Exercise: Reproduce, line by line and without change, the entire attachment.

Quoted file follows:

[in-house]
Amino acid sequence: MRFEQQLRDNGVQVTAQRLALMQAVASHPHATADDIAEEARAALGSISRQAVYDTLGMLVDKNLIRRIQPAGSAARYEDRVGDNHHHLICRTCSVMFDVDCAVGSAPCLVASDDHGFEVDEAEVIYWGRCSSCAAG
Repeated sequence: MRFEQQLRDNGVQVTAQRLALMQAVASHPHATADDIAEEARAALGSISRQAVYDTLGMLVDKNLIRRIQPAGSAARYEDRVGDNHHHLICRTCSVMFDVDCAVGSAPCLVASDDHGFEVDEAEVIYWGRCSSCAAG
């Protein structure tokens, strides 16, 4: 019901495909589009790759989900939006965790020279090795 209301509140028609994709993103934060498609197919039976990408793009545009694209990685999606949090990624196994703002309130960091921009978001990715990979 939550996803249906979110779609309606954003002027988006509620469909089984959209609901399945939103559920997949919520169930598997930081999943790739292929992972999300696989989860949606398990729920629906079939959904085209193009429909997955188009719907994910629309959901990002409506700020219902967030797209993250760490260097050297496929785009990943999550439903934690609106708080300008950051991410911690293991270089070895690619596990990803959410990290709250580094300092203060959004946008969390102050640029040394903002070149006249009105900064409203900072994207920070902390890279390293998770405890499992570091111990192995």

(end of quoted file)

[in-house]
Amino acid sequence: MRFEQQLRDNGVQVTAQRLALMQAVASHPHATADDIAEEARAALGSISRQAVYDTLGMLVDKNLIRRIQPAGSAARYEDRVGDNHHHLICRTCSVMFDVDCAVGSAPCLVASDDHGFEVDEAEVIYWGRCSSCAAG
Repeated sequence: MRFEQQLRDNGVQVTAQRLALMQAVASHPHATADDIAEEARAALGSISRQAVYDTLGMLVDKNLIRRIQPAGSAARYEDRVGDNHHHLICRTCSVMFDVDCAVGSAPCLVASDDHGFEVDEAEVIYWGRCSSCAAG
């Protein structure tokens, strides 16, 4: 019901495909589009790759989900939006965790020279090795 209301509140028609994709993103934060498609197919039976990408793009545009694209990685999606949090990624196994703002309130960091921009978001990715990979 939550996803249906979110779609309606954003002027988006509620469909089984959209609901399945939103559920997949919520169930598997930081999943790739292929992972999300696989989860949606398990729920629906079939959904085209193009429909997955188009719907994910629309959901990002409506700020219902967030797209993250760490260097050297496929785009990943999550439903934690609106708080300008950051991410911690293991270089070895690619596990990803959410990290709250580094300092203060959004946008969390102050640029040394903002070149006249009105900064409203900072994207920070902390890279390293998770405890499992570091111990192995």